Although IT managers know they should do everything they can to maintain secure databases for their business and customers, experts say it's important to regularly review some simple but effective steps that sometimes get forgotten in the daily hubbub.
First, don't forget the patches. IT managers should keep current with the latest security patches for the network's operating system and databases, said Gerhard Eschelbeck, chief technological officer and senior vice president of engineering at Webroot Software Inc., a Boulder, Colo.-based developer of Internet security products.
"Unpatched security vulnerabilities are frequently used by attackers to compromise systems and databases," he said.
And weak or default passwords should be weeded out, as should unused login accounts, Eschelbeck said. "Unsecured login accounts or permissions lead to unauthorized access of your data," Eschelbeck said.
Limiting physical and network access to the database system is another crucial security step, according to Serdar Yegulalp, an author and editor of Windows Power Users Newsletter.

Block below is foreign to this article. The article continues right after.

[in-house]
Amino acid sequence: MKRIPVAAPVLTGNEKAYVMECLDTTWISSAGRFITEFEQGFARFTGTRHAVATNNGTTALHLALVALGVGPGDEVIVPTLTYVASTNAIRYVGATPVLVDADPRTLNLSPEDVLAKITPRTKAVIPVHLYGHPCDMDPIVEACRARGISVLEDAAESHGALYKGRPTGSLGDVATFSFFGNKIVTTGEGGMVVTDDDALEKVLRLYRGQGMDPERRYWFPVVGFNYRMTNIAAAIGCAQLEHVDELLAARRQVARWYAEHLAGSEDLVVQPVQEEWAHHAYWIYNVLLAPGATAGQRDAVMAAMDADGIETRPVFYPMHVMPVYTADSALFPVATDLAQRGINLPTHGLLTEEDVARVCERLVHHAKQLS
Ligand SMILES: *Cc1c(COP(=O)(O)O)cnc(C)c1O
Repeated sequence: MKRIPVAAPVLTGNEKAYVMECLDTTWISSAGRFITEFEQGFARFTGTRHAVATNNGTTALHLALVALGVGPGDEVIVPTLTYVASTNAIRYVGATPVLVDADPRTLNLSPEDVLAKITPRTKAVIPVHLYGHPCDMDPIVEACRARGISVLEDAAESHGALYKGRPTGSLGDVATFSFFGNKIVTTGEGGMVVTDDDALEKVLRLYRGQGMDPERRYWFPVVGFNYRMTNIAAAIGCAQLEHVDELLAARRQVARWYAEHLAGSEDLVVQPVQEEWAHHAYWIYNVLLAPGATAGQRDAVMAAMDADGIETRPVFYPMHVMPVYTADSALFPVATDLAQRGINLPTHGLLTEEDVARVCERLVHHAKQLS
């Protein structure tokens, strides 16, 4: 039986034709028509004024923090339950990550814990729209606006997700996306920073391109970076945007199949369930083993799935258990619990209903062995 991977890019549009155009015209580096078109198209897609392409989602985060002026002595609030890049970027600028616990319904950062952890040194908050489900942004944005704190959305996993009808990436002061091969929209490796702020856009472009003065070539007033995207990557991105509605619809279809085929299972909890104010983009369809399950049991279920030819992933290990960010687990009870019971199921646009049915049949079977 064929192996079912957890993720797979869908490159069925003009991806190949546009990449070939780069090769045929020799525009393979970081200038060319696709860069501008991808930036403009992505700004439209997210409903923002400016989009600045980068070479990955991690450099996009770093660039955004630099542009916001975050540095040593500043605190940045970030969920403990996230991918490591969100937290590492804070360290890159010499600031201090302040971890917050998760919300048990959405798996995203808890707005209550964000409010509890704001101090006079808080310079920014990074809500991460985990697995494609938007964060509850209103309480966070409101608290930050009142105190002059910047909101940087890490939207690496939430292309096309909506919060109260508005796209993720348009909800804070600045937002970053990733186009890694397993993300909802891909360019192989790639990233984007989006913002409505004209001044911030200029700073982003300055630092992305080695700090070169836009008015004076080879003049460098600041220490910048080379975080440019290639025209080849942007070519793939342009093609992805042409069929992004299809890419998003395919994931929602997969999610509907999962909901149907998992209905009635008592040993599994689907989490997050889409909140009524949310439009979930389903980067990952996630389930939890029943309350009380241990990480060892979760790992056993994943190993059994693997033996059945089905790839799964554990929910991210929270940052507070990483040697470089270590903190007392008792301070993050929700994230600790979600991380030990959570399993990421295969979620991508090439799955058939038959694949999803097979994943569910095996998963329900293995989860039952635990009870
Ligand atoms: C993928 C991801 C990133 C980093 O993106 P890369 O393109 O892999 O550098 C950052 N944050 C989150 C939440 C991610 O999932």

"Treat a database like any other computer asset that you want to protect. Don't just let anyone get to it," he said.
Database contact should be limited to machines that have to talk to it while ensuring standard protections are in place, he said.
Also, if a company uses a Web application to access its database -- with such scripts in Active Server Page, or ASP.NET technology -- and the scripts crash, it can potentially reveal its source code when it makes an error report, Yegulalp said.
In a case like that, limiting database access to the correct users is essential. If through proper security measures the database access is already limited to the right users, any script crashes will not reveal database connection information to the wrong users, Yegulalp said.
"I've seen this happen more than a few times -- the database connection name and password for all the world to see," he said, adding that he recommends rotating the password for the database connection regularly, which adds just one more layer of security to the process.
Finally, sensitive data, such as credit card or social security numbers, should be encrypted when they are stored in a database, not just when the data is in transit, Eschelbeck said.